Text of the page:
American, 1933-2017, Grand Forks, North Dakota, based in Aripeka, Florida

Exhibition Highlights

2015
Galerie Thaddaeus Ropac, 
Paris-Pantin,
2015
DeChant Art Consulting, 
Bratenahl,
From an Art Consultant's Eye

About Robert Rauschenberg

Robert Rauschenberg’s enthusiasm for popular culture and, with his contemporary Jasper Johns, his rejection of the angst and seriousness of the Abstract Expressionists led him to search for a new way of painting. A prolific innovator of techniques and mediums, he used unconventional art materials ranging from dirt and house paint to umbrellas and car tires. In the early 1950s, Rauschenberg was already gaining a reputation as the art world’s enfant terrible with works such as Erased de Kooning Drawing (1953), for which he requested a drawing (as well as permission) from Willem de Kooning, and proceeded to rub away the image until only ghostly marks remained on the paper. By 1954, Rauschenberg completed his first three-dimensional collage paintings—he called them Combines—in which he incorporated discarded materials and mundane objects to explore the intersection of art and life. “I think a picture is more like the real world when it’s made out of the real world,” he said. In 1964 he became the first American to win the International Grand Prize in Painting at the Venice Biennale. The 1/4 Mile or Two Furlong Piece (1981–98), a cumulative artwork, embodies his spirit of eclecticism, comprising a retrospective overview of his many discrete periods, including painting, fabric collage, sculptural components made from cardboard and scrap metal, as well as a variety of image transfer and printing methods.

American, 1925-2008, Port Arthur, Texas, based in New York and Captiva Island, Florida

About Richard Serra

The monumental sculptures of Richard Serra, one of the preeminent sculptors of the 20th century, emphasize or alter viewers' perceptions of space and proportion. “It's all about centralizing the space in different ways. How people move in relation to space, that's essentially what I'm up to,” he has said. Inspired early in his career by modern dance—notably through his relationship with members of New York City’s influential Judson Church dancers—and Japanese Zen gardens, the artist sought to create works that engage viewers in movement, taking in his large-scale sheet-metal pieces by navigating the space around them. Serra, who was schooled at Yale with classmates Frank Stella, Chuck Close, and Nancy Graves, has been called “cerebral, single-minded, austere, as steely and uncompromising as his work.” “I have a certain obstinacy, a certain willfulness that has got me in trouble but it has also got me through,” he has quipped.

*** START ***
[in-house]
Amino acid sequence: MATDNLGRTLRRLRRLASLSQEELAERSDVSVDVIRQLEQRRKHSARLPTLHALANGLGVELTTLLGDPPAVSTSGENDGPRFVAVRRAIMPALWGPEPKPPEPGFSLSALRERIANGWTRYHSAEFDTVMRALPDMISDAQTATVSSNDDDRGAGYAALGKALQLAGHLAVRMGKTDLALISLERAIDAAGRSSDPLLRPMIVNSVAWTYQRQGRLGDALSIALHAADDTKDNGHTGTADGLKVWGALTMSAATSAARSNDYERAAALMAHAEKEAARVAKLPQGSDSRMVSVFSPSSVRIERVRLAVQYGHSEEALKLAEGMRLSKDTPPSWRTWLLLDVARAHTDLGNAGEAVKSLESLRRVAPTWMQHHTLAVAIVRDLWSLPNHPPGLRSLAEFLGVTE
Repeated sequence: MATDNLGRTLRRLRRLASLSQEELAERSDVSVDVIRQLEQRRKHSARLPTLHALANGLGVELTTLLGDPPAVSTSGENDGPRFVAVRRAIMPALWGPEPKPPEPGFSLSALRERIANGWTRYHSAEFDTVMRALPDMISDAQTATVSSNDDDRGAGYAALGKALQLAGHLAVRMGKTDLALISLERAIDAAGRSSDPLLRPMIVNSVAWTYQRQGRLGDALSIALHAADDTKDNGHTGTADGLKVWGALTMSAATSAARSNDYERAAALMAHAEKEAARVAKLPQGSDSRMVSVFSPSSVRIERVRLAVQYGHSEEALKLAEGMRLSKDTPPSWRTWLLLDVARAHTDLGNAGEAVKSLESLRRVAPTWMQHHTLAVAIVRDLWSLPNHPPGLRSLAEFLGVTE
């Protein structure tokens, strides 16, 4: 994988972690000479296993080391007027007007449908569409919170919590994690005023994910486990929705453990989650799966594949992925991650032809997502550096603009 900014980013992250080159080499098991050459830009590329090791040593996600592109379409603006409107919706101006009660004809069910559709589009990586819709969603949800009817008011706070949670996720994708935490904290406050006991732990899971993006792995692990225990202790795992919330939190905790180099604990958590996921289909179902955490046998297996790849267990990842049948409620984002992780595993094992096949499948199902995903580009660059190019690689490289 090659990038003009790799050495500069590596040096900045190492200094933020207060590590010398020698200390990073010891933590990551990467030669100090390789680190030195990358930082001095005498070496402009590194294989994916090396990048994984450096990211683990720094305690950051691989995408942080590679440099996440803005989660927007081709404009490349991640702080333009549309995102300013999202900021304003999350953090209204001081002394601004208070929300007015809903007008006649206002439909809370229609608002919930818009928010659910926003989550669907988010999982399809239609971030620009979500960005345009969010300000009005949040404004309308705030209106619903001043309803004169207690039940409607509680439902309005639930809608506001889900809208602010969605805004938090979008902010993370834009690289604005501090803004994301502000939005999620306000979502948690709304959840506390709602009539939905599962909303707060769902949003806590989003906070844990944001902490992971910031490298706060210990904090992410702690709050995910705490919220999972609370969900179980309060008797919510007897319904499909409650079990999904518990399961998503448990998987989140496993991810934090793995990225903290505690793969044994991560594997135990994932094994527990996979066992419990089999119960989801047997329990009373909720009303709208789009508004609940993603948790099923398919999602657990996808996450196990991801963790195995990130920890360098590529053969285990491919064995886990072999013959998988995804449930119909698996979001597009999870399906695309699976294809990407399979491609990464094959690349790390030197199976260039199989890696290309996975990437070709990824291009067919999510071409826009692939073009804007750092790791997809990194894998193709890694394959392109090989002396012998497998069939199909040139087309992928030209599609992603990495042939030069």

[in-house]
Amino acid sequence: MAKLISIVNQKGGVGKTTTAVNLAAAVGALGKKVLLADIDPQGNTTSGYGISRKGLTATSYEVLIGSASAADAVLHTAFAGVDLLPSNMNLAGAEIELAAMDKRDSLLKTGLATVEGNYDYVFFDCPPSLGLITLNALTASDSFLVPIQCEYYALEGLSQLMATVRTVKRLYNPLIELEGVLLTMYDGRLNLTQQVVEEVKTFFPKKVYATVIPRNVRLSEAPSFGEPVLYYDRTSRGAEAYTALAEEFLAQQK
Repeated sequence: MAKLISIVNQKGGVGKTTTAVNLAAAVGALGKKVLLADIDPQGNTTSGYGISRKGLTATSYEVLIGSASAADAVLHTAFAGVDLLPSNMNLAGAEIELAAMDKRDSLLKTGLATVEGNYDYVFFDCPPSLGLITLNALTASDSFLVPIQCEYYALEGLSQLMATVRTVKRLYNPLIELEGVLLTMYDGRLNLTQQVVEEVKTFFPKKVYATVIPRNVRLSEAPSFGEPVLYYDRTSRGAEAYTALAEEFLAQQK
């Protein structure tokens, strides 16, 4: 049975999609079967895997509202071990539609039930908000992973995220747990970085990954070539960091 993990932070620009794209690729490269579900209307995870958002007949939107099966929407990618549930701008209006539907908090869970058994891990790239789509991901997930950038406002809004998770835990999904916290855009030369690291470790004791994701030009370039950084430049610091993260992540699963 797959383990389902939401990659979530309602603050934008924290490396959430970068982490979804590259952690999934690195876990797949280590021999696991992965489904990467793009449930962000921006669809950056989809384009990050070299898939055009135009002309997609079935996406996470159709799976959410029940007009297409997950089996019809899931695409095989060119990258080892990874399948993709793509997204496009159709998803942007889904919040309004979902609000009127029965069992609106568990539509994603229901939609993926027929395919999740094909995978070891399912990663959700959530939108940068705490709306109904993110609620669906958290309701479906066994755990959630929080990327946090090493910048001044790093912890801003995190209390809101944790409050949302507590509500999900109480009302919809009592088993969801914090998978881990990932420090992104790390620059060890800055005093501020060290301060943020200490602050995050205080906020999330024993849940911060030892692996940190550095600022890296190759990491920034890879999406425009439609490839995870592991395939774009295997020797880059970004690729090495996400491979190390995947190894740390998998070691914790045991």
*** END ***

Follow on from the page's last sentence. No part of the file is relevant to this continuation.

American, b. 1939, San Francisco, California, based in New York and Nova Scotia, Canada

About Keith Sonnier

Keith Sonnier constructs his distinctive abstract and semi-figurative light installations out of neon tubing. Often labeled a Minimalist, Sonnier places bright colors and sparse lines together in ways that heighten the lights’ reflective qualities in a given space. Inspired by both his birthplace of Louisiana and the cultures and geographies he encounters in his travels, Sonnier’s sculptures combine hi-tech industrial materials with organic or corporeal themes. For his “Herd” series (2009), Sonnier used lights and curved steel supports to create free-standing animal sculptures resembling the wildlife found in Africa.

American, b. 1941, Mamou, Louisiana, based in New York, New York

About Lawrence Weiner

Influential Conceptual artist Lawrence Weiner is known for his language-based sculpture and works pursuing inquiries into language and a radical redefinition of the artist/viewer relationship. In pieces like A Square Removal From a Rug in Use (1969) or Encased By + Reduced to Rust (1986), the value exists in the idea itself, as expressed in words. Considering language to be a sculptural material and believing that a construction in language can function as sculpture as adequately as a fabricated object, Weiner's works operate beyond the specificity and constraints of traditional presentation, inspiring artists like Barbara Kruger and Felix Gonzalez-Torres.

American, b. 1942, Bronx, NY, United States, based in New York, NY, United States